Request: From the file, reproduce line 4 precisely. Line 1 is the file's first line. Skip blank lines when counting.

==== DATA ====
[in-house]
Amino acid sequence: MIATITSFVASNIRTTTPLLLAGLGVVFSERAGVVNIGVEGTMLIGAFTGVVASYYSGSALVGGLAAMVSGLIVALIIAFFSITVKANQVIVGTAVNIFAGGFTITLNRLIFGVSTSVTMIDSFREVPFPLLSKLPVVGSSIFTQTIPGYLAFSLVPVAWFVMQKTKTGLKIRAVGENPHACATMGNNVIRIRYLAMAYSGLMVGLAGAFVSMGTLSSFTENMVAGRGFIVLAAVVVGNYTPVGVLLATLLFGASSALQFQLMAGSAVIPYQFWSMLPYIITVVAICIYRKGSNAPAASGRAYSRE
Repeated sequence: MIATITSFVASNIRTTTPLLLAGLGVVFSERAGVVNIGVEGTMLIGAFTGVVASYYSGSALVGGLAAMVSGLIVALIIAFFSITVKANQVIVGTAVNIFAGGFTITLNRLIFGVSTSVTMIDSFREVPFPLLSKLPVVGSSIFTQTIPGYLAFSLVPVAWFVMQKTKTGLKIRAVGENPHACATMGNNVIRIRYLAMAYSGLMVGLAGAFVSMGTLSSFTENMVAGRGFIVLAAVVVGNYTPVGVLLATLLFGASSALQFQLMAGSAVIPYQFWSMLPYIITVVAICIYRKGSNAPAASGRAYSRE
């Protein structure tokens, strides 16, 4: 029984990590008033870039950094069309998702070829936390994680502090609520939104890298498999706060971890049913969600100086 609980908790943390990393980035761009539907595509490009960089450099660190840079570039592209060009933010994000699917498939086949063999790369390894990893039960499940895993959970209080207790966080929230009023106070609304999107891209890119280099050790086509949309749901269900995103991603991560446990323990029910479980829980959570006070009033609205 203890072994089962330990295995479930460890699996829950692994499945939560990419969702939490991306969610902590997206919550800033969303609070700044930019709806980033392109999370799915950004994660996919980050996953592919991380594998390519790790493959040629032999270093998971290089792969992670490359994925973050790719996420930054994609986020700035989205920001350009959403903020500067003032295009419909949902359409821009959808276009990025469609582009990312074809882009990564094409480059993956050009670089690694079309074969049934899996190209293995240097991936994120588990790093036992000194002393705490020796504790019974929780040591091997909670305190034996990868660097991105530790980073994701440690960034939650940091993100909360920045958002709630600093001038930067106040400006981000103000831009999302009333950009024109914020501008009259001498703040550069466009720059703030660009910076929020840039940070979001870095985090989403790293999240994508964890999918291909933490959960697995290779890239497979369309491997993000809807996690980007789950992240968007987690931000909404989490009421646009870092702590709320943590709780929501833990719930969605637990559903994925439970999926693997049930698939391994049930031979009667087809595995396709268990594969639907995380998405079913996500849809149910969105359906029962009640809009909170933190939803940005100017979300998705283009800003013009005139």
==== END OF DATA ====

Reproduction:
């Protein structure tokens, strides 16, 4: 029984990590008033870039950094069309998702070829936390994680502090609520939104890298498999706060971890049913969600100086 609980908790943390990393980035761009539907595509490009960089450099660190840079570039592209060009933010994000699917498939086949063999790369390894990893039960499940895993959970209080207790966080929230009023106070609304999107891209890119280099050790086509949309749901269900995103991603991560446990323990029910479980829980959570006070009033609205 203890072994089962330990295995479930460890699996829950692994499945939560990419969702939490991306969610902590997206919550800033969303609070700044930019709806980033392109999370799915950004994660996919980050996953592919991380594998390519790790493959040629032999270093998971290089792969992670490359994925973050790719996420930054994609986020700035989205920001350009959403903020500067003032295009419909949902359409821009959808276009990025469609582009990312074809882009990564094409480059993956050009670089690694079309074969049934899996190209293995240097991936994120588990790093036992000194002393705490020796504790019974929780040591091997909670305190034996990868660097991105530790980073994701440690960034939650940091993100909360920045958002709630600093001038930067106040400006981000103000831009999302009333950009024109914020501008009259001498703040550069466009720059703030660009910076929020840039940070979001870095985090989403790293999240994508964890999918291909933490959960697995290779890239497979369309491997993000809807996690980007789950992240968007987690931000909404989490009421646009870092702590709320943590709780929501833990719930969605637990559903994925439970999926693997049930698939391994049930031979009667087809595995396709268990594969639907995380998405079913996500849809149910969105359906029962009640809009909170933190939803940005100017979300998705283009800003013009005139």